Insurance Industry could be Bankrupted
There is a real possibility that insurance companies will either go broke from more catastrophic droughts and storms, or have to so increase their policies that they will put themselves out of business. Either way the future of the industry is not looking good – something their recognize themselves.
$1,500 billion of Australia’s wealth is locked up in homes, commercial buildings, ports and other physical assets. The insurance industry currently underwrites the risk to the bulk of them from weather events. Climate change threatens its ability to continue this in the future.
Therefore the impact from climate change is quickly becoming a social and political issue, as well as an economic one.
The range of large losses is growing. These include infectious diseases such as malaria and Nipah virus, urban heat catastrophes, aeroallergens such as pollen, crop damages from pests, coral bleaching and consequent vulnerability of human settlements to tidal surges, super-infestations of forest pests and elevated wildfire risks.
In the European heat wave of 2003 when temperatures rose six degrees above the norm there were some 35,000 fatalities and uncounted hospitalizations, as well as nuclear power plant shutdowns due to the raised water, massive crop losses, and wildfires. Little of this had been expected. All of this had to be paid for.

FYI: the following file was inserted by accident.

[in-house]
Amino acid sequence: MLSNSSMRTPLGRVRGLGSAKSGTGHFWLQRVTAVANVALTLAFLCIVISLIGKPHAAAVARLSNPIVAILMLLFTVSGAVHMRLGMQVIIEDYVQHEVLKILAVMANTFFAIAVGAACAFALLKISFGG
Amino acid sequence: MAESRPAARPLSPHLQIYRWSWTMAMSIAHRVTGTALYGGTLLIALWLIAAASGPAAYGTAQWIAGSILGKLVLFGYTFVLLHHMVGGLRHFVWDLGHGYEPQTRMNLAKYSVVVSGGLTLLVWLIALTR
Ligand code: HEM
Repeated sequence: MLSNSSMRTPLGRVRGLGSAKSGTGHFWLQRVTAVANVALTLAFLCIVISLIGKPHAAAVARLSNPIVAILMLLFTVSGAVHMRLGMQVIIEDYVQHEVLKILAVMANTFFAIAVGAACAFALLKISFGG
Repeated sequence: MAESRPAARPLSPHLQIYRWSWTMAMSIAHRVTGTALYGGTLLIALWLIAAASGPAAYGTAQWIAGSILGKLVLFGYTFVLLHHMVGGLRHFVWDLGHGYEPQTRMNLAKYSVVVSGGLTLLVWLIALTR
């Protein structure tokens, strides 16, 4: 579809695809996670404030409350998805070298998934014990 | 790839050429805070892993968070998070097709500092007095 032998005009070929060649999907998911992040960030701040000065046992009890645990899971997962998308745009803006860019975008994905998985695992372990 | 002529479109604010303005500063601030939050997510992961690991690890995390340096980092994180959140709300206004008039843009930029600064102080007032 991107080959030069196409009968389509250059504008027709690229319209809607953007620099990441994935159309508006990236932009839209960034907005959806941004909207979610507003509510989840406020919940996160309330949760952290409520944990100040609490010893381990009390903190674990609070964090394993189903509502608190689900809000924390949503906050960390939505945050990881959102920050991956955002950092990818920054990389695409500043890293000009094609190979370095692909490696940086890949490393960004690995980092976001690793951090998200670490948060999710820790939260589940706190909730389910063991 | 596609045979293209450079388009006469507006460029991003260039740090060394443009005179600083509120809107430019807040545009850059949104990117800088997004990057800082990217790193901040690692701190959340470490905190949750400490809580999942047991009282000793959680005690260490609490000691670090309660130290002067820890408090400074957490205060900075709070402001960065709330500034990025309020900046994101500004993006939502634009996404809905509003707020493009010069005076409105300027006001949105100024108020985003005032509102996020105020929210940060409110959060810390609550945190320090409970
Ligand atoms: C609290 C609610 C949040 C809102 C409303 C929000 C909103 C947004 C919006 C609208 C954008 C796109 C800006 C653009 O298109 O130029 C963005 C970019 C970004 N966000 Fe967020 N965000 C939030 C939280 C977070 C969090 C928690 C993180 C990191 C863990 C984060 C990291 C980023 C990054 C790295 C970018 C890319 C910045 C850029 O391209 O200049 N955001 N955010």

The graph shows that over the past 15 years global insured losses from weather-related events have rapidly moved upward. Among the 40 largest during this time, only 3 have NOT been weather related.
Insurers cover less than one third of these losses.
The rest is carried by you and me.
Over the past few years losses have been escalating exponentially
- There were four times as many natural catastrophes in the 1990s as there were three decades ago.
- Worldwide total economic losses (insured and uninsured) from catastrophes are doubling every 10 years and if trends continue annual losses will reach $AUD.200 billion by the end of this decade.
- Insured losses from natural disasters are 15 times higher today than they were in the 1960s, even after adjusting for inflation. These have far out-stripped premium increases, inflation and population growth.
- Crop insurance losses have grown 10-fold in recent decades
- Liability insurance could rise because directors of some companies could be held responsible for climate change.
- 11 insurers became insolvent after Hurricane Andrew in 1992.
- The total dollars paid out in natural disaster-related claims since 1990 is 50 percent greater than the losses incurred over all the previous 40 years combined.
- After Katrina some homeowners saw their premiums double and dozens of insurers stopped writing home policies altogether, even after substantial rate increases.
- Australian ski resorts wont renegotiate leases as they fear loss of snow .
- New Orleans’ population is now less than half of its pre-Katrina numbers.
As carbon dioxide levels double large event losses could jump to $200-$30 billion worldwide.
The environment is eclipsing terrorism as the security threat of the 21st century.Go to top